What would you do if your daughter told you she has cancer?
What could you do?
Dave Quist, an AT&T client solutions executive, was faced with those questions early this year.
“There are so many things a father can do for a daughter. When your daughter tells you, ‘Dad, I have cancer,’ it’s the first time in your life that you can’t just make something happen,” Dave said.
Doctors diagnosed Dave’s daughter, Melissa Angiolillo, with stage 3 breast cancer. That meant surgery, chemotherapy and months of radiation treatments.
Melissa is a successful child advocacy director in a Massachusetts District Attorney’s office. With that diagnosis, she suddenly became a number – a patient. For a woman who likes “to put on lip gloss before [she goes] out in public,” the prospect of regularly putting on an institutional hospital gown – or “johnny” – was something she dreaded.
“I remember going to this one appointment and the ties on the johnny they had left out were knotted together. I couldn’t get it undone. I remember thinking to myself, ‘Not only do I not want to wear this, but I can’t even put it on,’” Melissa said.
Shortly after that appointment, something happened that changed Melissa’s perspective. One of Dave’s coworkers sent her a package. It was a gown with purple ties, covered in pink and purple flowers. It was a gown no one had worn before.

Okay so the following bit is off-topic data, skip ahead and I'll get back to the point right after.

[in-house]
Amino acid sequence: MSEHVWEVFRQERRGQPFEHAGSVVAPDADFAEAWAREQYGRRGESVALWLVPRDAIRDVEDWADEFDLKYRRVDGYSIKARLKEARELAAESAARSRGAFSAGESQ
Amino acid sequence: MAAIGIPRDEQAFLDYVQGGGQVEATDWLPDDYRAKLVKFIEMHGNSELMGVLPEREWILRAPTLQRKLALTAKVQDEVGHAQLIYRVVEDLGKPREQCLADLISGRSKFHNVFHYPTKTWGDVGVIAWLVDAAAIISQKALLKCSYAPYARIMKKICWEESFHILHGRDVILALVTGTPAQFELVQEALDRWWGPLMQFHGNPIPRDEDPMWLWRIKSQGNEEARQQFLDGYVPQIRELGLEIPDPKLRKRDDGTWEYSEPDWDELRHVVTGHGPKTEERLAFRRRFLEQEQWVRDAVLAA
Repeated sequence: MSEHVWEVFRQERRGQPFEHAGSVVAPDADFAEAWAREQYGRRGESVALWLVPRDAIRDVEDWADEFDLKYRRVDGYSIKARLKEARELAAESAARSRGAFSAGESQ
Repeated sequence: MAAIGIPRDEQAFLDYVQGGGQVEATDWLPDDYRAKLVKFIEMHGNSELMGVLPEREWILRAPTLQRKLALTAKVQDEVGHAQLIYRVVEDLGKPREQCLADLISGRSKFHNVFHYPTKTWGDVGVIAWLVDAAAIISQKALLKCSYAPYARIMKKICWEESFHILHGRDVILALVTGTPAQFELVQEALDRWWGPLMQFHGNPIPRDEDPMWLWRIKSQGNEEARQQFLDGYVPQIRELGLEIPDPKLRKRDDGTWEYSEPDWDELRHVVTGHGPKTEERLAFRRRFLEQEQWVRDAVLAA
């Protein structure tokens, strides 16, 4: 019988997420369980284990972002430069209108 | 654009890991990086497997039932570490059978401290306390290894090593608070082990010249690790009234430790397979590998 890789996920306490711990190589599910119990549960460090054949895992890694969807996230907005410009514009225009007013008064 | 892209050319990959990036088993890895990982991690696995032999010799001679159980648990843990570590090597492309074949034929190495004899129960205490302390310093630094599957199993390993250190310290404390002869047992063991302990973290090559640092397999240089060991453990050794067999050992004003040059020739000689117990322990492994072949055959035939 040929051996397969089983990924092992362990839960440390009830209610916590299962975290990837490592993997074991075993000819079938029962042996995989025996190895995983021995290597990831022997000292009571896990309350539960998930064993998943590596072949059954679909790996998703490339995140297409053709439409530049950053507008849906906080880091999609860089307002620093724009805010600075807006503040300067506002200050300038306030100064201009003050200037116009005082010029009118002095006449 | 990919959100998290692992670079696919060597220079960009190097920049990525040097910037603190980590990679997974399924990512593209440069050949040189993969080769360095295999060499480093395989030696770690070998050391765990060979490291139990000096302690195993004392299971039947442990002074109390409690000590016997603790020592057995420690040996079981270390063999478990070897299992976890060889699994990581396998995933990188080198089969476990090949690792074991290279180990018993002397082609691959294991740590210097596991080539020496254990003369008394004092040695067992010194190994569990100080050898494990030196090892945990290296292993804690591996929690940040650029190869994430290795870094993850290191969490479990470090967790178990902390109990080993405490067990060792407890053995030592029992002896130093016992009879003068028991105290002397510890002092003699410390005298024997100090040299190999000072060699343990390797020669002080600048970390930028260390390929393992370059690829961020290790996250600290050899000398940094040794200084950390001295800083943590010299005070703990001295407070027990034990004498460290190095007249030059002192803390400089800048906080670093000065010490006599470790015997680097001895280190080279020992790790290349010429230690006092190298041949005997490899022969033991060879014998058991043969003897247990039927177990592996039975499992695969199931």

“It felt like it turned me into a person, as opposed to a patient,” Melissa said.
Patients Into People
That’s exactly what her father’s coworker, Christine Tantum, hoped for. Christine’s the one who sent Melissa the gown. She runs a nonprofit called Patients Into People, which supplies hospital gowns to cancer patients. Some are hand-sewn and some are donated, but all are much more personal than those standard gowns.
“Patients don’t need to be dressed as patients. It would just be so much better if they weren’t handed an institutional gown with a dull pattern, which had been worn multiple times,” Christine said.
Christine’s mother, Jean, is her inspiration for the nonprofit. Jean has battled lymphoma 6 times. Christine remembers how much her mother’s outfit could change her outlook during her treatment.
That’s why, 4 years ago, she started sending gowns to cancer patients. It started spreading through word of mouth. As more people found out about her work, demand began to increase. In late 2014, Patients Into People became a legal nonprofit. Christine just launched her website.
“It’s been my dream for the past few years. To see it finally happening is just so gratifying,” she said.
Now, she’s getting letters and emails from people across the U.S., both for donations and gown requests. That’s thanks, in part, to one of her biggest advocates: Dave Quist.
Dave’s simply happy Christine gave him a way to “do something.”
“I felt like I could do something outside of saying, ‘I hope you’re better. I wish you well.’ To know that there was this incredible individualized, personal gown … I couldn’t even put into words,” Dave said.